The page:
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Here's a Valentine's Day treat for you — your partner may be hiding cash, hoarding a secret credit card or spending money without telling you.
A new survey from CreditCards.com found that 28 percent of respondents confessed to spending at least $500 without notifying their significant other.
The credit card review site surveyed 1,003 adults over the phone in January.
Older Americans were especially keen on keeping financial secrets from their spouse. One in 10 survey participants aged 63 to 71 reported having a hidden credit card or bank account, while 3 percent of millennials did the same.
Meanwhile, close to 40 percent of baby boomers splurged on purchases exceeding $500 while keeping their significant other in the dark.
"Because most Americans live on a budget or go paycheck to paycheck, and they don't have a lot of savings, the idea of spending $500 without saying anything to your partner can be really damaging to your finances," said Matt Schulz, senior industry analyst at CreditCards.com.
The website estimates that as many as 12 million Americans are keeping secret accounts and credit cards.
Now might be the time to come clean about your concealed cash and spending habits.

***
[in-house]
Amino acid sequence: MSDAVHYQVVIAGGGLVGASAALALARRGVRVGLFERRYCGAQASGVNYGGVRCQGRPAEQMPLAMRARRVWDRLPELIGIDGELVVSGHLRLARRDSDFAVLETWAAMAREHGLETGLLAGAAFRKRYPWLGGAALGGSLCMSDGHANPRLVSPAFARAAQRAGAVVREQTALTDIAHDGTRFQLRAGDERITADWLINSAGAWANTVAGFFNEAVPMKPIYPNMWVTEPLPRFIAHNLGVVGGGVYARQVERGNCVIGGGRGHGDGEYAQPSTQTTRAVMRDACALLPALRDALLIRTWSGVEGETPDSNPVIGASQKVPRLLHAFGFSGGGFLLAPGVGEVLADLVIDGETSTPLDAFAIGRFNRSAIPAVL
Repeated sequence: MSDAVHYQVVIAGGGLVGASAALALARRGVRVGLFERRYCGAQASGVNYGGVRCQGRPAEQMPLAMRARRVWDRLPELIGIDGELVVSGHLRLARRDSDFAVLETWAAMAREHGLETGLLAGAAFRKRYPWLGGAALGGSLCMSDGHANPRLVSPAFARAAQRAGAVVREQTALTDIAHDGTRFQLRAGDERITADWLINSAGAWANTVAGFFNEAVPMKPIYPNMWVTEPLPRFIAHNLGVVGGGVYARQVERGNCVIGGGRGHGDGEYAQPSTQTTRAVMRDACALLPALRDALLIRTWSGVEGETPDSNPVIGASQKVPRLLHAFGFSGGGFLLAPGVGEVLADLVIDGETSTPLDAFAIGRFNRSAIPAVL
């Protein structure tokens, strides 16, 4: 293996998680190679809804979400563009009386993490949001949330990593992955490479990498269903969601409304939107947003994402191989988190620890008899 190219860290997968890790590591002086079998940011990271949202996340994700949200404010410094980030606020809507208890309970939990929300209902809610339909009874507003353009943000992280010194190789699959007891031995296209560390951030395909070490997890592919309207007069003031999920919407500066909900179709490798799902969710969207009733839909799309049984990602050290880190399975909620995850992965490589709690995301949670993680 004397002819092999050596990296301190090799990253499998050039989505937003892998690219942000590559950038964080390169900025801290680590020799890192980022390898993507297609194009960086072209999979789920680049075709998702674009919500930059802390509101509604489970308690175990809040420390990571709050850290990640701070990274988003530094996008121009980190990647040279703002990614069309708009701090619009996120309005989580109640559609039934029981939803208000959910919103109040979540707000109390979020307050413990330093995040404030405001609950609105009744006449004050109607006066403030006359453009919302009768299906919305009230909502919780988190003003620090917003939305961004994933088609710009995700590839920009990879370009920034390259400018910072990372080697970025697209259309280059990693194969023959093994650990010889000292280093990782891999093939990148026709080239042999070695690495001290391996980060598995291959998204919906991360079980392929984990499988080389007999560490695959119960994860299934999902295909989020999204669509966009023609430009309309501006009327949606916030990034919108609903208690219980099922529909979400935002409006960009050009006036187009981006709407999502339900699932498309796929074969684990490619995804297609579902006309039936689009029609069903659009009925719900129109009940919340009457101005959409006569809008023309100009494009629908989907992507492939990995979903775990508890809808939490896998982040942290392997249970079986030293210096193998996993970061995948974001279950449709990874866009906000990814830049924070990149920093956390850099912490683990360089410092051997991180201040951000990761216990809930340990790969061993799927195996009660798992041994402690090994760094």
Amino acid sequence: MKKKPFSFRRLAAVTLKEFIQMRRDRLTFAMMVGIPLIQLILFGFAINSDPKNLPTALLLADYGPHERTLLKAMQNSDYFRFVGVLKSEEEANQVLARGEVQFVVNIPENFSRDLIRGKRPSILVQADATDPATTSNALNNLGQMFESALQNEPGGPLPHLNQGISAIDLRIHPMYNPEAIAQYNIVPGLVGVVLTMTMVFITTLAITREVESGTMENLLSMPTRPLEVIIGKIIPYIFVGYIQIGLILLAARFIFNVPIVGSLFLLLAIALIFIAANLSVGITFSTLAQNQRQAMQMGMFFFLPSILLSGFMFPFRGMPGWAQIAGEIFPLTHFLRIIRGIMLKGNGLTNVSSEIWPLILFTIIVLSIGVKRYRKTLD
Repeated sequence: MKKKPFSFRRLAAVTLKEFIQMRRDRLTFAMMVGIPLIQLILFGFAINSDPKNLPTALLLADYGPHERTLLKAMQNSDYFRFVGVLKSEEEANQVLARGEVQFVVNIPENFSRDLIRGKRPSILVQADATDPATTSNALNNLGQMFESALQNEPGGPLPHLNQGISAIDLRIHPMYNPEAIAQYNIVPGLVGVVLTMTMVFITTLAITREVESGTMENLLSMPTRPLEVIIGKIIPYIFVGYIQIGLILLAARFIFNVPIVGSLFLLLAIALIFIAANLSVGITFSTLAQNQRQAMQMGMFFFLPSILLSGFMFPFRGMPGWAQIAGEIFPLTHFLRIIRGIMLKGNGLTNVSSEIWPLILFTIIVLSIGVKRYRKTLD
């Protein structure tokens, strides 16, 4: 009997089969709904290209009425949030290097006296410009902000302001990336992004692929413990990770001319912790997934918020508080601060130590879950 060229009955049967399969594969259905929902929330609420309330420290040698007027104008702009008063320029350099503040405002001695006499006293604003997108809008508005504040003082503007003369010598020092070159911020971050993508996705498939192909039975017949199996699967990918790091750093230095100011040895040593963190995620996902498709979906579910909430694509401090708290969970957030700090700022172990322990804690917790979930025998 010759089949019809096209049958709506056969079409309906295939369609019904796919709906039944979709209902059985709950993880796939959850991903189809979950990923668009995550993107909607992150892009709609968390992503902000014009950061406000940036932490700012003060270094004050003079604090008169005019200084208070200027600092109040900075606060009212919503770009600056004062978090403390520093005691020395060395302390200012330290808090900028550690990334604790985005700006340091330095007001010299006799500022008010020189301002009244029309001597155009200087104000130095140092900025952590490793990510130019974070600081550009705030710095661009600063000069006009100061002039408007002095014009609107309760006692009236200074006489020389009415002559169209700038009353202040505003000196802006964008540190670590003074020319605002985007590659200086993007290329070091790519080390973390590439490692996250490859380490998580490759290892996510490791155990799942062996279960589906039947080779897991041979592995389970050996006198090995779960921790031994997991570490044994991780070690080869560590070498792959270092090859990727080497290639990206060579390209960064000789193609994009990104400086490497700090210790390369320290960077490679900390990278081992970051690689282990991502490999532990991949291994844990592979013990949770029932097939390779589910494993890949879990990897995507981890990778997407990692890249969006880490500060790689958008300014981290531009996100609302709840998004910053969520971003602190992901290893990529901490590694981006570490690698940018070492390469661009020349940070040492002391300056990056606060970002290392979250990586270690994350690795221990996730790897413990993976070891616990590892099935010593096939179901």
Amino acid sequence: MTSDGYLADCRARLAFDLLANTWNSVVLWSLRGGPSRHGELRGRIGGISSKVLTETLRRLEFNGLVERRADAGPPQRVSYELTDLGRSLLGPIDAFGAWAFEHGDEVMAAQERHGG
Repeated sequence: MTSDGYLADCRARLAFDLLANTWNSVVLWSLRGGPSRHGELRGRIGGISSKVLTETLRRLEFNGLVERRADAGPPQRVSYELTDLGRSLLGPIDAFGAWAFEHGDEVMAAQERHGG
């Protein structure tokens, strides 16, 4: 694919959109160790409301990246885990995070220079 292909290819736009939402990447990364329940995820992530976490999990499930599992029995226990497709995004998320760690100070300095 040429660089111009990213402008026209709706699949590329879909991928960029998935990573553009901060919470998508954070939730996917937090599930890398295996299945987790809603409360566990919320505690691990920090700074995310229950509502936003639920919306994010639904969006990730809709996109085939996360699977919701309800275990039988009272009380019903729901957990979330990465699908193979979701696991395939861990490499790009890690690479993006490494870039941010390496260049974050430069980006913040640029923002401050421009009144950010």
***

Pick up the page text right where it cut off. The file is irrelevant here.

Higher-income households were more accepting of a spouse's spending without notification. To that point, 47 percent of participants earning at least $75,000 were comfortable with their partner spending more than $500 without a heads-up.
"The good news is that the people who are most OK with their partner spending without telling them are more likely to absorb the higher expense," said Schulz.
In all, as many as a third of those polled were fine with their significant other spending on big-ticket items while on the down low. See the chart below.
Schulz suggested having a discussion with your loved one when an impulse purchase hits the $100 mark.
"There is no way to have a meaningful budget in your household without knowing how much money is coming in and how much is going out each month," he said.
In a perfect world, partners would discuss their spending before they cohabitate or get married. It's not enough to talk about paying for things you need — rent, utilities and food — as well as your income and debts, you also have to talk about your cash habits.
"Money and financial difficulties are at the heart of the breakup of so many marriages, and it's so important to have those conversations before you really need to have them," Schulz said.
Get your issues out in the open by scheduling a one-on-one with your spouse. Be sure to bring out your relevant paperwork, including your bank and credit card statements, loan balances and other reports.
"It may not be the most fun conversation, but it's important to be honest and open about your spending and how much you and your partner are comfortable with spending without telling each other," Schulz said.